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Genomic imbalances associated with müllerian aplasia
  1. C Cheroki1,
  2. A C V Krepischi-Santos1,
  3. K Szuhai2,
  4. V Brenner3,
  5. C A E Kim4,
  6. P A Otto1,
  7. C Rosenberg1
  1. 1
    Department of Genetics and Evolutionary Biology, Institute of Biosciences, University of São Paulo, Brazil
  2. 2
    Department of Molecular Cell Biology, Leiden University Medical Center, Leiden, The Netherlands
  3. 3
    Oxford Gene Technology, Begbroke Science Park, Oxford, UK
  4. 4
    Genetics Unit, Department of Pediatrics, Children Institute, University of São Paulo, São Paulo, Brazil
  1. Dr C Rosenberg, Departamento de Genética e Biologia Evolutiva, IB, USP, Rua do Matão, 277, 2° andar, sala 337, 05422-970, São Paulo, SP, Brazil; carlarosenberg{at}


Background: Aplasia of the müllerian ducts leads to absence of the uterine corpus, uterine cervix, and upper (superior) vagina. Patients with müllerian aplasia (MA) often exhibit additional clinical features such as renal, vertebral and cardiac defects. A number of different syndromes have been associated with MA, and in most cases its aetiology remains poorly understood.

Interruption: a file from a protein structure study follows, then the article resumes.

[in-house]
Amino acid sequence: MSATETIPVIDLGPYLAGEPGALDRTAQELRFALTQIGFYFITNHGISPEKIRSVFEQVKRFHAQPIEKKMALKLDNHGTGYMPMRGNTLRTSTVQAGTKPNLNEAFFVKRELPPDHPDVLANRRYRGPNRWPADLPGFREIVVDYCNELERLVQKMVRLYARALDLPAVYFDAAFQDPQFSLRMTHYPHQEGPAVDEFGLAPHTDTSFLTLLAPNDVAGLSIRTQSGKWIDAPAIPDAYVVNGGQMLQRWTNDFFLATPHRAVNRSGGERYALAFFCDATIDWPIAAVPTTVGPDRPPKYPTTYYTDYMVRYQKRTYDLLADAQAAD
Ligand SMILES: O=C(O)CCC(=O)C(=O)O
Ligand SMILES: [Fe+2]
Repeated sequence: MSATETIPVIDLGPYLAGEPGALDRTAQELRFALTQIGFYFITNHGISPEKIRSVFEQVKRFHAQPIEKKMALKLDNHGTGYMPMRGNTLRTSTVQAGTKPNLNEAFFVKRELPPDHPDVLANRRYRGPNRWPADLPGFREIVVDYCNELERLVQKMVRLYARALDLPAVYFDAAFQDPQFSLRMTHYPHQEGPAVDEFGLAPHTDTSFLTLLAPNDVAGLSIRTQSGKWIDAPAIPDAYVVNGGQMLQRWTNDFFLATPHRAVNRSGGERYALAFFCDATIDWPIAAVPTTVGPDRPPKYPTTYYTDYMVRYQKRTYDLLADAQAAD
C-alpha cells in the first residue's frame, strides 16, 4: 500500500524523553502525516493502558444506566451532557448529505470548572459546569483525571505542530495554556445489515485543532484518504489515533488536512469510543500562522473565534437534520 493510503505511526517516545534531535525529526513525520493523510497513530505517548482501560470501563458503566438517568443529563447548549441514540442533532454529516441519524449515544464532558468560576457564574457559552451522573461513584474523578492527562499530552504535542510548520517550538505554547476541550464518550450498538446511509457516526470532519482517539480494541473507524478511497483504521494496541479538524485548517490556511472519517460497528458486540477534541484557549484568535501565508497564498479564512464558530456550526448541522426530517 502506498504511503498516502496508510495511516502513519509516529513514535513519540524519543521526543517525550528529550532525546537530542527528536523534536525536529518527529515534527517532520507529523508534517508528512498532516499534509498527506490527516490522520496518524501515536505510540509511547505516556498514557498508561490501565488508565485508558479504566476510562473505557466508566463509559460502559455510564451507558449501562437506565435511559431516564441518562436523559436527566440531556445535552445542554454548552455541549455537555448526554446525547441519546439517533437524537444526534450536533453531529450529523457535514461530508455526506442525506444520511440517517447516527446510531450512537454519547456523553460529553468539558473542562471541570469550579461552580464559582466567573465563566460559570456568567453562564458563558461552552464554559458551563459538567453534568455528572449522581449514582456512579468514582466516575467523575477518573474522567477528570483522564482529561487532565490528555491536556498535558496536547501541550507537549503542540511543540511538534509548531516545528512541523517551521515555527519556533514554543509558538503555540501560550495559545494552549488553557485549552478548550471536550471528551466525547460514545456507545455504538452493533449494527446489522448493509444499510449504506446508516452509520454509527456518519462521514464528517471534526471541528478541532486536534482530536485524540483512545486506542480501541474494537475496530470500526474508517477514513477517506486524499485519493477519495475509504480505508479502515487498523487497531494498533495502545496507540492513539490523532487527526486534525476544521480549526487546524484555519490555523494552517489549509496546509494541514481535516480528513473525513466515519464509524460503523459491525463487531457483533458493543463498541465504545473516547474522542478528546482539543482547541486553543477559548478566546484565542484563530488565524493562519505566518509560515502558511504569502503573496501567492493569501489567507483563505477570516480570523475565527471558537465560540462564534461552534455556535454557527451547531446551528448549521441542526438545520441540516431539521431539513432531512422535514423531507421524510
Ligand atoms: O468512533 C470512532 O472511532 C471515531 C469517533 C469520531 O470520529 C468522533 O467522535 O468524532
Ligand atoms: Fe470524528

Objective and methods: 14 syndromic patients with MA and 46,XX G-banded karyotype were screened for DNA copy number changes by ∼1 Mb whole genome bacterial artificial chromosome (BAC) array based comparative genomic hybridisation (CGH). The detected alterations were validated by an independent method and further mapped by high resolution oligo-arrays.

Results: Submicroscopic genomic imbalances affecting the 1q21.1, 17q12, 22q11.21, and Xq21.31 chromosome regions were detected in four probands. Presence of the alterations in the normal mother of one patient suggests incomplete penetrance and/or variable expressivity.

Conclusion: 4 of the 14 patients (29%) were found to have cryptic genomic alterations. The imbalances on 22q11.21 support recent findings by us and others that alterations in this chromosome region may result in impairment of müllerian duct development. The remaining imbalances indicate involvement of previously unknown chromosome regions in MA, and point specifically to LHX1 and KLHL4 as candidate genes.

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  • Funding: This study was supported by grants from the State of São Paulo Foundation for Support of Research (FAPESP/CEPID 98/14254-2) and the Brazilian National Research Council (CNPq).

  • Competing interests: None declared.

  • Patient consent: Informed consent was obtained for publication of the patients’ details in this report

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